A tasty and healthy soup to warm you up from the inside. Lentils, tomatoes, onion, curry powder and honey come together to make an amazing weeknight soup for vegetarians or anyone who wants a healthy alternative to junk food. Try this with some crusty bread for a light meal.
Red lentils, the first pulse I have intended to master. I first came across this little gem when discovering the Indian dish, Dahl.
One of the first Indian recipes I cooked that my hubby gave two thumbs up to. How could I not make it? Two thumbs is serious business folks.
Since then, I have often wondered how I can use this healthy gentle lentil. This lentil is hulled and split, which means that it absorbs water quickly and shortens the cooking time quite a bit, ideal for weeknight meals.
It’s also protein packed and diabetic friendly, given the slow release starch quality. It is also loaded with essential nutrients, a great gateway lentil for those that are trying to turn over a new leaf.
It’s soup season so my mind keeps wandering over to dreamy soup land whenever I look out my window, with a perfect view of snow-capped mountains. I love this view, it’s my happy place.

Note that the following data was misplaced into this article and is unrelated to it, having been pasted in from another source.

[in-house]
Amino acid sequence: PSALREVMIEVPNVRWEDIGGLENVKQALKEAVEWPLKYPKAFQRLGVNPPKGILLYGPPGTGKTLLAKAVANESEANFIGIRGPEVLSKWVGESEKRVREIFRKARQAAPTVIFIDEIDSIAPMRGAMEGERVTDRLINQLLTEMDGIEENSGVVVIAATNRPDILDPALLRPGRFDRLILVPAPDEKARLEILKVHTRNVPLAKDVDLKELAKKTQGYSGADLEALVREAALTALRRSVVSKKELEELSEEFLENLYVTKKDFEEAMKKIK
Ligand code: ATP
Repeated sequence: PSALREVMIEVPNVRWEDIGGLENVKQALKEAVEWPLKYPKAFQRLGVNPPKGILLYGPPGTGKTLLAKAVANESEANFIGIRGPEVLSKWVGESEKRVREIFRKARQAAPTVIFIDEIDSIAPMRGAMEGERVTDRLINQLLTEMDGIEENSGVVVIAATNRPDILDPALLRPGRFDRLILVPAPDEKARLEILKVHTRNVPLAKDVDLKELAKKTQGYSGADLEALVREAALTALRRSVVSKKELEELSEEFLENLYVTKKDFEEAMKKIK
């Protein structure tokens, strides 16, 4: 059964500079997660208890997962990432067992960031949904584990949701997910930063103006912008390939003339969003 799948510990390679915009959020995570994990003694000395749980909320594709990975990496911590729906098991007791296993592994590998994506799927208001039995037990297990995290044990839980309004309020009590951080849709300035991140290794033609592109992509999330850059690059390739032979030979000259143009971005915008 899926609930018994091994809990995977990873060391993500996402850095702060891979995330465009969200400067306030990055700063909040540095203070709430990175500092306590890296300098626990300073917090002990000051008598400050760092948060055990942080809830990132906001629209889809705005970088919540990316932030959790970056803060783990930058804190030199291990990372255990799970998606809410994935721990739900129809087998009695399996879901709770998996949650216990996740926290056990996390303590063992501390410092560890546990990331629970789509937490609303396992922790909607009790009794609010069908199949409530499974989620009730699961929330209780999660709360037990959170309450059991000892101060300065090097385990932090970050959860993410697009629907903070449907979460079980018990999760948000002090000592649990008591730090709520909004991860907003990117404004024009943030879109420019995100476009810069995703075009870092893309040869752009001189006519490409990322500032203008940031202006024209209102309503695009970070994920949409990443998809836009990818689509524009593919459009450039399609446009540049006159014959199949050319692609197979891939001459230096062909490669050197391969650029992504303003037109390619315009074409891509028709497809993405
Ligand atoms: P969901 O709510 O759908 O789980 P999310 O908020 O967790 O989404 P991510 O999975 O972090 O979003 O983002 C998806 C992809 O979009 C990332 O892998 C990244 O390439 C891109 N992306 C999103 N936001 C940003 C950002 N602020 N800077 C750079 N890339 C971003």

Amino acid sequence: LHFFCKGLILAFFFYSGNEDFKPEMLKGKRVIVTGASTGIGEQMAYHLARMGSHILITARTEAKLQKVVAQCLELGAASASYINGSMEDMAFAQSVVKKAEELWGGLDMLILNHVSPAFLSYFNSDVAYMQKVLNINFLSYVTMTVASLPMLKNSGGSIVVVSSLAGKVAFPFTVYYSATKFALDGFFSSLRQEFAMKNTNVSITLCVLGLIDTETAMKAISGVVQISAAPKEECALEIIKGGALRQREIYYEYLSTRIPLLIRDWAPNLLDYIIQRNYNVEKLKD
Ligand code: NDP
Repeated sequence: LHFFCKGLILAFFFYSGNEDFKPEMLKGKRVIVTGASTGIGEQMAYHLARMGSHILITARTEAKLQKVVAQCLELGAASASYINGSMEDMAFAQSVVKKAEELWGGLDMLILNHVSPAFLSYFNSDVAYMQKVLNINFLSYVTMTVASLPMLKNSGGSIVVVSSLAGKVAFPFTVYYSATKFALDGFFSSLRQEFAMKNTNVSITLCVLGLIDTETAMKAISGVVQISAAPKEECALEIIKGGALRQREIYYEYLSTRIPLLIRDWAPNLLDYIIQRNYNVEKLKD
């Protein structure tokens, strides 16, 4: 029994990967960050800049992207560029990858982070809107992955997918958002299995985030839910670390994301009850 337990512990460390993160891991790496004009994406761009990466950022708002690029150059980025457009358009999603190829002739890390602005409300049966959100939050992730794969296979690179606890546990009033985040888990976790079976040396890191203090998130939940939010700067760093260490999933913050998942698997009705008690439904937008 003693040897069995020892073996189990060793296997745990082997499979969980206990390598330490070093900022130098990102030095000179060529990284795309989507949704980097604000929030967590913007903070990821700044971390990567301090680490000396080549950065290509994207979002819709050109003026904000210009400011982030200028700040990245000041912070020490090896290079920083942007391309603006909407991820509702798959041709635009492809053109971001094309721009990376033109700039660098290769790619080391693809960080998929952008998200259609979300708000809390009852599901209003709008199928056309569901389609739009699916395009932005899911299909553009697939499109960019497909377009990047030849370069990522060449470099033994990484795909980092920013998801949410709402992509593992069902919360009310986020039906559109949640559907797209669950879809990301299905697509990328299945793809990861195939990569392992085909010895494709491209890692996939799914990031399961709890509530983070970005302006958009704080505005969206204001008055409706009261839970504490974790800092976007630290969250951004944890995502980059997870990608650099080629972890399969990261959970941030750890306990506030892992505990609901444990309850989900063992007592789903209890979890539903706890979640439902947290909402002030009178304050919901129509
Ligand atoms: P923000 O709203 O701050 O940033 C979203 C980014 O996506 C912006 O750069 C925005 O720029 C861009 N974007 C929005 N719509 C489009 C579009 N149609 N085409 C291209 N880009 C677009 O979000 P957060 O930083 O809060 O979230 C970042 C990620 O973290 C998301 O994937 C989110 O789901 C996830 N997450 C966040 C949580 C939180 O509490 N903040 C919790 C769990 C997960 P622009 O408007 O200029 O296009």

This light and tasty soup is perfect with Cento canned tomatoes, curry powder, onions, honey and a good broth. The honey is a Korean trick I learned to balance the acidity, you could also use sugar or maple syrup. Yep, kinda weird but it works.
A little nugget for new cooks, this recipe calls for ‘broth‘. Broth is sold in cans and boxes. Soup base is basically a concentrated broth you put in water to make broth.
You could also make broth with leftover gems like un-used raw veggie scraps such as cilantro stems, carrot greens, root ends of celery, onions etc. You could also boil chicken, beef or turkey bones and make a broth.
These homemade broths freeze well, if I go this route I like to simmer broth for a long time to concentrate the flavors and evaporate most of the water. This way I can just use a quart freezer bag and not use up so much space in my freezer.
Be sure to label it, you won’t remember what it is two months from now, trust me. If you make a one-ingredient broth, a little fish sauce or soy sauce can give it a little depth of flavor, maybe a smidge of ginger too. Just so ya know.
A little tip for soups that I love. Adding lemon juice at the end, to add freshness. Fresh lemon juice of course. This recipe doesn’t include it but you could add it, no problem. This really makes a different with brothy soups like chicken noodle soup. Try it, let me know how it turns out.
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